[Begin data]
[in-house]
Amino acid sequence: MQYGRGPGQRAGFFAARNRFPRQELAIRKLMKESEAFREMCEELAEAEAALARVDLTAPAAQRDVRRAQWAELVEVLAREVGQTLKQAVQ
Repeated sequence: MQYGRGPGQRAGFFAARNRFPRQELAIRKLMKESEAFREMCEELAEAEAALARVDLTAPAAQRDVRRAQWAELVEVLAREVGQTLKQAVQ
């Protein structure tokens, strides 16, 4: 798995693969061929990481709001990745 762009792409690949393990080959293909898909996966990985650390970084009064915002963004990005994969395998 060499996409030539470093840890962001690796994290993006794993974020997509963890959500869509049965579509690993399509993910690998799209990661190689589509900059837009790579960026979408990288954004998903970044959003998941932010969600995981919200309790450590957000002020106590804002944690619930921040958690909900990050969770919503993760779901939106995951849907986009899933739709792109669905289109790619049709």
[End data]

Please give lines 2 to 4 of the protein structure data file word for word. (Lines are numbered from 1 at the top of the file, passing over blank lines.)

Amino acid sequence: MQYGRGPGQRAGFFAARNRFPRQELAIRKLMKESEAFREMCEELAEAEAALARVDLTAPAAQRDVRRAQWAELVEVLAREVGQTLKQAVQ
Repeated sequence: MQYGRGPGQRAGFFAARNRFPRQELAIRKLMKESEAFREMCEELAEAEAALARVDLTAPAAQRDVRRAQWAELVEVLAREVGQTLKQAVQ
């Protein structure tokens, strides 16, 4: 798995693969061929990481709001990745 762009792409690949393990080959293909898909996966990985650390970084009064915002963004990005994969395998 060499996409030539470093840890962001690796994290993006794993974020997509963890959500869509049965579509690993399509993910690998799209990661190689589509900059837009790579960026979408990288954004998903970044959003998941932010969600995981919200309790450590957000002020106590804002944690619930921040958690909900990050969770919503993760779901939106995951849907986009899933739709792109669905289109790619049709």